For contributing SASS members that do access their money, a debt account will be created which is subject to interest at the fund’s earning rate and will be deducted from their final benefit at exit. Before withdrawing from super, it’s important to weigh up whether there are other alternatives to help manage short-term cash flow.

Q. What other alternatives are there to help manage cash flow?

There are a few things that can be done. For example, re-assessing your budget, consolidating or suspending things like memberships and online subscriptions or trying to get a better deal with utilities providers can all make a difference to your cash flow. We’ve created a useful worksheet to help with this process.

An option that contributing SASS members could consider if facing financial hardship, is to apply to reduce the percentage contributions to their personal account. State Super will consider an application to reduce the contributions to as low as 1% or to stop them altogether for a limited time, provided the member can prove that they would suffer financially if the application was rejected. To find out more about this option, including the impact that it may have on your benefit, you can contact the State Super customer service team on 1300 130 09 8.30 am – 5.30pm, Monday to Friday (AEST).

Short-term solutions are obviously helpful, but it’s the long-term strategies that really make the difference. Having a solid financial plan that takes into account your years to retirement, and plans for your money, will help you stay resilient and on-course to where you want to be.


Re-building a new normal in times of change

Covid-19 has meant significant life changes for many of us. Life as we knew it has changed in the blink of an eye. Whilst unsettling, change can sometimes be a good thing. It can push us to re-assess what’s really important and inspire us to make some positive changes.

Reaping the environmental benefits of new ways of living

In the past months, new ways of living have provided a glimpse into a world with a kinder impact on our planet. Transport alone represents 23% of global carbon emissions1, so working from home and a ban on air travel have led to a significant drop in pollution. Closer to home, the sudden short supply of essential food items has led to less food wastage and more people cooking from scratch.2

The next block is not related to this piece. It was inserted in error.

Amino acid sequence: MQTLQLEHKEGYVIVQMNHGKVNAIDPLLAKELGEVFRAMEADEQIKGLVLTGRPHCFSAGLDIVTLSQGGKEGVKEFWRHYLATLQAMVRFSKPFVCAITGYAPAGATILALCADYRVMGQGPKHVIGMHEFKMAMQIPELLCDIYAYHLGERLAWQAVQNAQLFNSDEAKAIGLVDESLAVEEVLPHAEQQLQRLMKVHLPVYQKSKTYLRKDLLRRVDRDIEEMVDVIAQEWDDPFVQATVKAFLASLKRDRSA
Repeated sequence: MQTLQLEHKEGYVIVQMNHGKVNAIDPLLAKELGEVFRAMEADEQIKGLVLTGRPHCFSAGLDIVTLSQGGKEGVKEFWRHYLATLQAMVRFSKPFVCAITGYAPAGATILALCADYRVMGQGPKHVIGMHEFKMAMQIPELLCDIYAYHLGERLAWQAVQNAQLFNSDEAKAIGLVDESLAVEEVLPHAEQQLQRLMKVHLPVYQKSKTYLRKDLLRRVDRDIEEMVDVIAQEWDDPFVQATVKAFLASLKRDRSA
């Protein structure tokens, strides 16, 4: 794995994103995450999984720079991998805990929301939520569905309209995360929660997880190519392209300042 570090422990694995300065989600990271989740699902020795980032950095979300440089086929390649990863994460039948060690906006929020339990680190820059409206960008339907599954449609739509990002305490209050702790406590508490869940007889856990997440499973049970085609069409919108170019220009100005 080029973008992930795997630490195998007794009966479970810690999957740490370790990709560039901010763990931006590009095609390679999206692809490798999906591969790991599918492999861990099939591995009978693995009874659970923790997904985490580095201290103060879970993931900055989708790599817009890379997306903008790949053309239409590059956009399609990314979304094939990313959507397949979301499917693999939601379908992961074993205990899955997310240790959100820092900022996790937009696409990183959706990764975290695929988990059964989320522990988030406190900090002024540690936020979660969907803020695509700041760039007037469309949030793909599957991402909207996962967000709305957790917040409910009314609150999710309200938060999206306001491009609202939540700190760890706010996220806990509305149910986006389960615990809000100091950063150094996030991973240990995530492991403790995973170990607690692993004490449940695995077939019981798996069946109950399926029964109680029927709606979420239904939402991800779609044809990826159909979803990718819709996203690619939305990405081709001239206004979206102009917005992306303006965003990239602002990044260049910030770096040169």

Building stronger communities and connections

In our neighbourhoods, we’ve seen a stronger sense of community3. From checking in and bringing supplies to the elderly, to supporting local businesses, more of us are becoming conscious about the impact we can have on those around us. Our relationships with those we care about have benefited too. Separation has forced us to find new ways to stay connected, with 39% of us catching up with friends and family more often4. Technology has in some ways come into its own and brought the world closer together through this shared experience.

Research shows that these positive changes could be here to stay. A recent UK survey showed that just 9% of people want life to go back to ‘normal’5.

Tips to re-building a new normal

Of course, many of us are also having to adjust to a way of life we hadn’t planned for. The new normal may mean adjusting to more solitude or a change in work circumstances. Or it may mean getting used to a lower level of income and forgoing some of life’s luxuries. Here’s some tips on dealing with change and uncertainty:

  1. Take time out to reflect - what have been the changes you’ve experienced over the past weeks and months? What have been the positive outcomes for you personally? Have there been any surprise blessings? What hasn’t gone so well? Give yourself the space to feel what has been hard as well as what’s gone well.
  2. Keep what works - as you slowly start to find your rhythm and new ‘normal’, do a sense check before reverting back to old habits and routines. Think about the things that have improved your life. Whilst you can’t beat face-to-face connection, supplementing meet ups with online technology may keep you better connected.
  3. Take a fresh look at your finances - now is a good time to re-think your budget. What have you been able to go without? What items have you replaced with cheaper options? Give your budget a spring clean and see how much you can save. This handy worksheet can help you set up your new budget.
  4. Set time aside for self-care - when life throws a curveball, looking after our emotional wellbeing is often one of the first things to be forgotten. Self-care is different for everybody, but it could be as simple as having a nice bath or making your favourite meal.
  5. Create routine and structure - having a daily routine is proven to reduce stress and anxiety6 where even small tasks can bring about a sense of accomplishment. Routine and structure can also bring a sense of purpose, which in itself can make us more resilient when dealing with life’s challenges7. Whatever your new normal is, make sure your routine includes something that makes you feel good.

With so many ups and downs, change can feel a bit like a rollercoaster. Taking the time to reflect and remembering what’s important, connecting with people and really looking after yourself can help keep you feeling well balanced and positive.


Give your budget a spring clean

If like most of Australia you've had to make adjustments to your home and work life, your ‘normal’ saving and spending patterns have probably changed. Now is the perfect time to spring clean your finances.

Download the worksheet